School of Life Sciences
  • Print
   
   
 

Vincent Wilson

Associate Professor and Reader in Autonomic Pharmacology, Faculty of Medicine & Health Sciences

Contact

  • workRoom E34b The University of Nottingham Medical School
    Queen's Medical Centre
    Nottingham
    NG7 2UH
    UK
  • work0115 82 30189
  • fax0115 82 30142

Research Summary

Interests

  • The effect of dietary flavonoids and manipulation cellular cholesterol on vascular function
  • Autonomic neurotransmission in vascular and gastrointestinal muscle.
  • Bacterial products and the interaction between immune systems and the vasculature

Techniques

  • Isometric tension recording of large and small blood vessels (wire myography).
  • Radioligand binding and cyclic nucleotide measurements in smooth muscle.
  • Flow cytometry.

Projects

  • The effect of statins and manipulation of cellular cholesterol on smooth muscle, endothelial and nervous functionPharmacological strategies for treating faecal incontinence and haemorrhoids (Norgine and Pfizer, UK)
  • An integrated assessment of the ability of dietary flavonoids to improve vascular function (BBSRC)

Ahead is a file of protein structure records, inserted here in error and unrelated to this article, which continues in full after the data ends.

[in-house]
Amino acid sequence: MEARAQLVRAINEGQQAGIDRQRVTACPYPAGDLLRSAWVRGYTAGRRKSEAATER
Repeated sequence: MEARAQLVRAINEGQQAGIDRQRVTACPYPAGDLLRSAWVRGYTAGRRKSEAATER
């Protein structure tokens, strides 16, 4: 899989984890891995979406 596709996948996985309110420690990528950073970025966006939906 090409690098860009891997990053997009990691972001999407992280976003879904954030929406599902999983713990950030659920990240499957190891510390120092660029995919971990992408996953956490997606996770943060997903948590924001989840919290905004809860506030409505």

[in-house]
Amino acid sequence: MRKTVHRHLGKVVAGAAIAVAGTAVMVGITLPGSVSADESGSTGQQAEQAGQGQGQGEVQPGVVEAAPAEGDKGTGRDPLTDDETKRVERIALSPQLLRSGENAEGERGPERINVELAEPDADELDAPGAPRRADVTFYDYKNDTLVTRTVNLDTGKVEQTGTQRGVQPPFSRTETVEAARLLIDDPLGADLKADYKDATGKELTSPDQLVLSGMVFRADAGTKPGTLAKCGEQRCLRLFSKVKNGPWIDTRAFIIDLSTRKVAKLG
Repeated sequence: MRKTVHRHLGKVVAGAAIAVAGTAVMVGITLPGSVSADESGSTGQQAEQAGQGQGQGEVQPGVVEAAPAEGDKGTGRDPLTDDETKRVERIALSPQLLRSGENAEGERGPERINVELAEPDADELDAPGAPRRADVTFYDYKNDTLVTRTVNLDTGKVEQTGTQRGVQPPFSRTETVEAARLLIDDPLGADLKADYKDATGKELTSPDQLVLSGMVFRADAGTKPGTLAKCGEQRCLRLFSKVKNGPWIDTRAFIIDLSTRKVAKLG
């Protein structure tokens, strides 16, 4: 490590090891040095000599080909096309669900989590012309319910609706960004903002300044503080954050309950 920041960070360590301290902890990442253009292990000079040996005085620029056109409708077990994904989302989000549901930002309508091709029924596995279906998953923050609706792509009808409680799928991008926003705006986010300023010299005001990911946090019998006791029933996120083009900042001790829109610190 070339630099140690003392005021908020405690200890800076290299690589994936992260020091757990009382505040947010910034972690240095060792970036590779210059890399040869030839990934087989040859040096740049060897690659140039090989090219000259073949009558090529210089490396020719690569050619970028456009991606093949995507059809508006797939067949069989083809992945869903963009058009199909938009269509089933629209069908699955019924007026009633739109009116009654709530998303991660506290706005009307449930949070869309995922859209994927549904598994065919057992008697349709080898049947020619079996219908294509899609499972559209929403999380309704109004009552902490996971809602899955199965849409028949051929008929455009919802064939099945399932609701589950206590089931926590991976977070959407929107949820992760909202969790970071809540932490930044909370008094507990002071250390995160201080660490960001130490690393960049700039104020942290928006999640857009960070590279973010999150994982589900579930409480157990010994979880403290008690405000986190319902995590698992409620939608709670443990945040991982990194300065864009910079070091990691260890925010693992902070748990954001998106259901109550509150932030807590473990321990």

• Steroids and sepsis: Development of an in vitro human model to evaluate the effects of glucocorticoids on vascular reactivity (European Anaesthetic Society).

Centre Collaborators

  • Dr. William Dunn
  • Dr. Ravi Mahajan
  • Dr. Moira Taylor

UK Collaborators

  • Professor John Scholefield (Department of Surgery University of Nottingham).
  • Professor D, Pritchard (School of Pharmaceutical Sciences, University of Nottingham).
  • Dr David Hughes (BBSRC Insitute of Food Research, Colney Lane Norwich)

International Collaborators

  • Dr James Brock (Prince of Wales Medical Research Institute, Sydney, Austraila).

Recent Publications

Future Research

I have a long-standing interest in the pharmacological properties of isolated blood vessels, with particular interest in the factors that influence the functional expression of the receptors negatively-coupled to adenylyl cyclase and the activity of compounds of microbial origin.

School of Life Sciences

University of Nottingham
Medical School
Queen's Medical Centre
Nottingham NG7 2UH

Contact us